26-21. The Minnesota Vikings led the Seattle Seahawks on Sunday night and led 13-0 before the third quarter. Just as Seattle was preparing to suffer its first loss of the season, Russell Wilson went to work. On the strength of two fourth-down receptions by D.K. Metcalf, Wilson’s Seahawks drove 94 yards down the field to score the game’s final TD and defeat the Vikings 27-26. Seattle is now 5-0 this season and has one of the most prolific squads in the NFC. None of this is possible without the leadership and on-field play of Russell Wilson. In a league that spotlights streaky and flashy young players such as the Ravens’ Lamar Jackson and the Chiefs’ Patrick Mahomes, Wilson has almost always risen to the occasion. While he’s been under center, the Seahawks won Super Bowl XLVIII and have made the playoffs in all but one season. Even with these remarkable team accomplishments, Russell Wilson is consistently undervalued. To this day, he has never received a single NFL MVP vote. Given his statistically mapped prowess and intuitive leadership, this is a complete and utter travesty. He should be lauded as one of the league’s best, and this may be the year that he is rightfully rewarded.
From a statistical point of view, Russell Wilson is having an electric 2020 season. Along with his team’s undefeated start, he is personally ranked first in TDs (19) and second in total passing yards (1,592) among active quarterbacks. Wilson was also September’s NFC offensive player of the month. This kind of dominance has become customary for Wilson. Each season he seems to put up solid stats quietly. He has spent eight seasons ranked in the NFL’s top 10 in terms of passer rating and six seasons in the league’s top 10 QBR ratings. By the numbers, Wilson is one of the best in the business. However, his brilliance is often “lost in the shuffle.” Unfortunately, fans and analysts alike have extremely short attention spans. While Wilson’s numbers have been consistently terrific, there always seems to be physical and statistical anomalies that outshine him. For instance, last year’s MVP Lamar Jackson was just one example, when he made Herculean plays that defied reality week after week. A year prior, Patrick Mahomes threw a whopping 50 touchdowns to gain his MVP award. Both of these players have still maintained a high quality of play, but they have not been able to replicate their mythical seasons. Russell Wilson has not had a superhero-like season, but this could be his year, as previously alluded to.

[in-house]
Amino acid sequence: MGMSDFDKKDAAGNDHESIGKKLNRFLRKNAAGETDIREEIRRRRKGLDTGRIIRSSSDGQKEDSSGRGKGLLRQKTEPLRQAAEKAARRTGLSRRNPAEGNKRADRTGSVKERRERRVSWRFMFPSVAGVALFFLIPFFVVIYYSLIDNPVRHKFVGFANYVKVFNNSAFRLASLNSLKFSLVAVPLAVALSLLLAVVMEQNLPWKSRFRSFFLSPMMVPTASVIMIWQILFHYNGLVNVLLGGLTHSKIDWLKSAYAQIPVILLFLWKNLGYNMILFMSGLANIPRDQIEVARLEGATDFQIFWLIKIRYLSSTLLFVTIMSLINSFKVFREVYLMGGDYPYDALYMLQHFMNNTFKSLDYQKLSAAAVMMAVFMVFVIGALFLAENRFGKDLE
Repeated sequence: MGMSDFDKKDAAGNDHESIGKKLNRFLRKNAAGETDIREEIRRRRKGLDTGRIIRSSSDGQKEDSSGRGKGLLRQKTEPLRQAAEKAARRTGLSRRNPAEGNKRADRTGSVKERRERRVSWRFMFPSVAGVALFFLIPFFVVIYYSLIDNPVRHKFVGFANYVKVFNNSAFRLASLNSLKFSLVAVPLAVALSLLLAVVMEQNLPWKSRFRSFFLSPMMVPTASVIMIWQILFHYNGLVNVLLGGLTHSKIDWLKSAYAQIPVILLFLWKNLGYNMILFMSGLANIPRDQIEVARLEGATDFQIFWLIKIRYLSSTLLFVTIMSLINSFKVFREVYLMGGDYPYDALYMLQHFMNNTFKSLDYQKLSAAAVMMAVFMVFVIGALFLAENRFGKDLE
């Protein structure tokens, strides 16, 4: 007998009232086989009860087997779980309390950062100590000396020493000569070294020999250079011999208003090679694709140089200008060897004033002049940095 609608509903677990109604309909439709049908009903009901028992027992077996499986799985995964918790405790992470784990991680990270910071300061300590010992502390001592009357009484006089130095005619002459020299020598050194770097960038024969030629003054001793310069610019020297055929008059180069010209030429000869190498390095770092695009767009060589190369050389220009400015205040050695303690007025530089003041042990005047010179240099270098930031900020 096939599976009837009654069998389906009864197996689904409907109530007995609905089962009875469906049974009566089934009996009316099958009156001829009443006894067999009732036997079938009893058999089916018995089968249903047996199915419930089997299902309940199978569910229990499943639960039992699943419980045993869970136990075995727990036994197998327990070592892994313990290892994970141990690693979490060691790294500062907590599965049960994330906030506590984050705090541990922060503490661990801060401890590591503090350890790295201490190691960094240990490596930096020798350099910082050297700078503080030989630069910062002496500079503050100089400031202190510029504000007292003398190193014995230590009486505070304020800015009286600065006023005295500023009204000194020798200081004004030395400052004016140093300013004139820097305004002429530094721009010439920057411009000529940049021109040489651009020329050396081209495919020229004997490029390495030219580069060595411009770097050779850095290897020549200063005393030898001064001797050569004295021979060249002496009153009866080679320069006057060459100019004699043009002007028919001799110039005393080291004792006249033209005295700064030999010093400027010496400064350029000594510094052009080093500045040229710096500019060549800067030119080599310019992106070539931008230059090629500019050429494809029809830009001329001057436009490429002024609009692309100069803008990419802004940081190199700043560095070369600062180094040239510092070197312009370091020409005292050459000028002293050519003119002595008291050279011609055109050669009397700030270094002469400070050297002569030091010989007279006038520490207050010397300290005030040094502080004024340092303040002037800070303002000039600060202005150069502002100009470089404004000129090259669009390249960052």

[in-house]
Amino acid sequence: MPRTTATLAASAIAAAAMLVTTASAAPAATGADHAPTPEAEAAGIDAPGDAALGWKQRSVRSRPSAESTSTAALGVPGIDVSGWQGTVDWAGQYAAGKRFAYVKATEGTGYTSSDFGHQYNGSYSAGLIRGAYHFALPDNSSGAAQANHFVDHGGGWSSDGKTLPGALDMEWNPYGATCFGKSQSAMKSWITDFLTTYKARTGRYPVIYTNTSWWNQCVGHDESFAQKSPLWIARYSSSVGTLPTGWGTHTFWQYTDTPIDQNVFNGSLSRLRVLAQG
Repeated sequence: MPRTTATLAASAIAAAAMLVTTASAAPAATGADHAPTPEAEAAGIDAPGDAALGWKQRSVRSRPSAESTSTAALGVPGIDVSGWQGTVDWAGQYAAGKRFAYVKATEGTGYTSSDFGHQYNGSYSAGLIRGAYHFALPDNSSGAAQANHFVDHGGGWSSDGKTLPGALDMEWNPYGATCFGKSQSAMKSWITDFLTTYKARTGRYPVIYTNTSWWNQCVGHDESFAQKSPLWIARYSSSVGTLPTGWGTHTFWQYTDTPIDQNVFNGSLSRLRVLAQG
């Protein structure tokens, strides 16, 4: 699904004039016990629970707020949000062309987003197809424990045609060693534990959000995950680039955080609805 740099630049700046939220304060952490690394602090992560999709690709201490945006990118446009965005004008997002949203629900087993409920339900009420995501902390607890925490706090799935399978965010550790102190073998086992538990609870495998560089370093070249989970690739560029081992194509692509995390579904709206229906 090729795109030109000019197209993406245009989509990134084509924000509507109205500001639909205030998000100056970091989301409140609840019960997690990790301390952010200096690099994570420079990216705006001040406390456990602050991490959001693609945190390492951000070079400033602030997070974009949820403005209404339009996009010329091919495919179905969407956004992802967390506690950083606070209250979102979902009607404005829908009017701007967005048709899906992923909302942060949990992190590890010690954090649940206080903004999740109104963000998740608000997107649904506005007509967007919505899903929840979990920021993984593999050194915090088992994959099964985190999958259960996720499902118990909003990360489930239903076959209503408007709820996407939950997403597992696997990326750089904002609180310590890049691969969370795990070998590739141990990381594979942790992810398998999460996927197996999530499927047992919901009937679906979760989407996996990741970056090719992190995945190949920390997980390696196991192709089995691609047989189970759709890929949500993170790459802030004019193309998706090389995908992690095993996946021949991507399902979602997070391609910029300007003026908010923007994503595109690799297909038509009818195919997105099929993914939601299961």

Regardless of this possibility, one could argue that a player such as Wilson should warrant changing the MVP criteria. It can normally be assumed that the MVP award will be given to the player who has the best statistical season. If the requirements were broadened to search for the best overall player (regardless of personal numbers), Wilson would have easily won MVP once already. This discussion would not be necessary. He possesses intangibles that make him not only a great quarterback but an outstanding leader. The Seahawks have been able to build a winning culture. This is impossible to maintain without a team leader like Wilson. Russell Wilson may not fit any particular mold for what a quarterback “should” look like or play like. Still, he has unequivocally captured the respect of everyone within the Seattle Seahawks organization. He’s proven that he can carry his team when it matters most. Last season, he led the NFL in game-winning drives, and who can forget when he engineered that magical comeback against Aaron Rodgers’ Green Bay Packers in the 2014 NFC Championship bout? Russell Wilson is vital to the Seahawks , and it is high time that he is given the respect that he deserves.
This NFL season is one like we have never seen before. Playing in a global pandemic, one must learn to expect the unexpected. However, there is still one certainty: Russell Wilson will play at a high level and do everything in his power to win each Sunday. In this age of uncertainty, we should bank on what we already know is true and award the 2020 NFL MVP to its rightful owner — Russell Wilson.